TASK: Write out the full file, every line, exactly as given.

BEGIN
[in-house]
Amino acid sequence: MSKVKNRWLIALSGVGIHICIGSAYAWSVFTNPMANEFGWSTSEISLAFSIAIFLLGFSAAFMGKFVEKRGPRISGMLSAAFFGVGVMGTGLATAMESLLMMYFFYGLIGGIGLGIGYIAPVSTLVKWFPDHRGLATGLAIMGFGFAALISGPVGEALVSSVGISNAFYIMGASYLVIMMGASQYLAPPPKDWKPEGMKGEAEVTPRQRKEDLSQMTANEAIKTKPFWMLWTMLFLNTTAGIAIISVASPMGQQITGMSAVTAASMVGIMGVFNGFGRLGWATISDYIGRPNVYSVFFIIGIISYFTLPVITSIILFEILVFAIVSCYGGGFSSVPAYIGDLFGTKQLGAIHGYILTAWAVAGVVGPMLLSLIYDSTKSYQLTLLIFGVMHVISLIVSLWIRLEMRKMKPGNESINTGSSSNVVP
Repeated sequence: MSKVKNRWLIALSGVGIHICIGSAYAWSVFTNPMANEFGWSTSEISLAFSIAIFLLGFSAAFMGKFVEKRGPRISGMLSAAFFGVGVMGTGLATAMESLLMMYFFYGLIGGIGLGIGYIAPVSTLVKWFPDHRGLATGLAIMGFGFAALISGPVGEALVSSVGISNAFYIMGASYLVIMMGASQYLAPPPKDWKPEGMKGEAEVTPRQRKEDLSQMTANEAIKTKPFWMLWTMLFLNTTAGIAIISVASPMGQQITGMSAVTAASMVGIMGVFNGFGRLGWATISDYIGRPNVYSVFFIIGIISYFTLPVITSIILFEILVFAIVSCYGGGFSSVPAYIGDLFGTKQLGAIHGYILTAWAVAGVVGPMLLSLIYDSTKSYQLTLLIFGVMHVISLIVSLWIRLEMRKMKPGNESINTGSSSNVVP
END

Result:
[in-house]
Amino acid sequence: MSKVKNRWLIALSGVGIHICIGSAYAWSVFTNPMANEFGWSTSEISLAFSIAIFLLGFSAAFMGKFVEKRGPRISGMLSAAFFGVGVMGTGLATAMESLLMMYFFYGLIGGIGLGIGYIAPVSTLVKWFPDHRGLATGLAIMGFGFAALISGPVGEALVSSVGISNAFYIMGASYLVIMMGASQYLAPPPKDWKPEGMKGEAEVTPRQRKEDLSQMTANEAIKTKPFWMLWTMLFLNTTAGIAIISVASPMGQQITGMSAVTAASMVGIMGVFNGFGRLGWATISDYIGRPNVYSVFFIIGIISYFTLPVITSIILFEILVFAIVSCYGGGFSSVPAYIGDLFGTKQLGAIHGYILTAWAVAGVVGPMLLSLIYDSTKSYQLTLLIFGVMHVISLIVSLWIRLEMRKMKPGNESINTGSSSNVVP
Repeated sequence: MSKVKNRWLIALSGVGIHICIGSAYAWSVFTNPMANEFGWSTSEISLAFSIAIFLLGFSAAFMGKFVEKRGPRISGMLSAAFFGVGVMGTGLATAMESLLMMYFFYGLIGGIGLGIGYIAPVSTLVKWFPDHRGLATGLAIMGFGFAALISGPVGEALVSSVGISNAFYIMGASYLVIMMGASQYLAPPPKDWKPEGMKGEAEVTPRQRKEDLSQMTANEAIKTKPFWMLWTMLFLNTTAGIAIISVASPMGQQITGMSAVTAASMVGIMGVFNGFGRLGWATISDYIGRPNVYSVFFIIGIISYFTLPVITSIILFEILVFAIVSCYGGGFSSVPAYIGDLFGTKQLGAIHGYILTAWAVAGVVGPMLLSLIYDSTKSYQLTLLIFGVMHVISLIVSLWIRLEMRKMKPGNESINTGSSSNVVP